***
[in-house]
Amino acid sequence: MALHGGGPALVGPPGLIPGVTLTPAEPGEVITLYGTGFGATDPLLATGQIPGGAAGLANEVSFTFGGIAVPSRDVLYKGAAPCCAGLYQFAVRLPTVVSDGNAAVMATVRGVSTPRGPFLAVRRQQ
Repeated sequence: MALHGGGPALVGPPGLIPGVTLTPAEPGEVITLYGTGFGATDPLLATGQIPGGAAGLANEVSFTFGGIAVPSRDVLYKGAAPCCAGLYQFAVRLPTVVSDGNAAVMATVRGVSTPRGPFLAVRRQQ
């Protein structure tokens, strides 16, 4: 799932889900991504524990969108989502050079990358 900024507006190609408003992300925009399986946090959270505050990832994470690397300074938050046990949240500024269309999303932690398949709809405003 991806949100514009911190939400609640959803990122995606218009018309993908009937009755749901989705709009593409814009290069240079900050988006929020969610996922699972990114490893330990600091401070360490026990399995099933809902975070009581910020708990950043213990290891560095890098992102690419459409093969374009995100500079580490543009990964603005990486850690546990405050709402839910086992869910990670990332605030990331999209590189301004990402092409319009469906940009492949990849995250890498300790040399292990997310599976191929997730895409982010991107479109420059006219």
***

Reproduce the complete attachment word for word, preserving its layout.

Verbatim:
[in-house]
Amino acid sequence: MALHGGGPALVGPPGLIPGVTLTPAEPGEVITLYGTGFGATDPLLATGQIPGGAAGLANEVSFTFGGIAVPSRDVLYKGAAPCCAGLYQFAVRLPTVVSDGNAAVMATVRGVSTPRGPFLAVRRQQ
Repeated sequence: MALHGGGPALVGPPGLIPGVTLTPAEPGEVITLYGTGFGATDPLLATGQIPGGAAGLANEVSFTFGGIAVPSRDVLYKGAAPCCAGLYQFAVRLPTVVSDGNAAVMATVRGVSTPRGPFLAVRRQQ
């Protein structure tokens, strides 16, 4: 799932889900991504524990969108989502050079990358 900024507006190609408003992300925009399986946090959270505050990832994470690397300074938050046990949240500024269309999303932690398949709809405003 991806949100514009911190939400609640959803990122995606218009018309993908009937009755749901989705709009593409814009290069240079900050988006929020969610996922699972990114490893330990600091401070360490026990399995099933809902975070009581910020708990950043213990290891560095890098992102690419459409093969374009995100500079580490543009990964603005990486850690546990405050709402839910086992869910990670990332605030990331999209590189301004990402092409319009469906940009492949990849995250890498300790040399292990997310599976191929997730895409982010991107479109420059006219």